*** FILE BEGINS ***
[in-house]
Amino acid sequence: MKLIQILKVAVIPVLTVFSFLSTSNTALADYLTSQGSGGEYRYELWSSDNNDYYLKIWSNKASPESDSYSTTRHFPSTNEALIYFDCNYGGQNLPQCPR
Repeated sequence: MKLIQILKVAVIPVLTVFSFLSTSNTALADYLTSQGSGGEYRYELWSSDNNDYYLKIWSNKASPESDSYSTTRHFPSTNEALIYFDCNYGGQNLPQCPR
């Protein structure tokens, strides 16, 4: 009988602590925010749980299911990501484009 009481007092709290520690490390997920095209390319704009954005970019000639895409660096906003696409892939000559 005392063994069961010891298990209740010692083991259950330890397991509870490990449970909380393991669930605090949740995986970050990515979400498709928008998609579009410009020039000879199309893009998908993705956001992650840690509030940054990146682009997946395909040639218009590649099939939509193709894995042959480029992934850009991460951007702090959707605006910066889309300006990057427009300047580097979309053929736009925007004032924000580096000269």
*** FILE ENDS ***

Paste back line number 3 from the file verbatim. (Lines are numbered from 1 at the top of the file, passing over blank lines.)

Repeated sequence: MKLIQILKVAVIPVLTVFSFLSTSNTALADYLTSQGSGGEYRYELWSSDNNDYYLKIWSNKASPESDSYSTTRHFPSTNEALIYFDCNYGGQNLPQCPR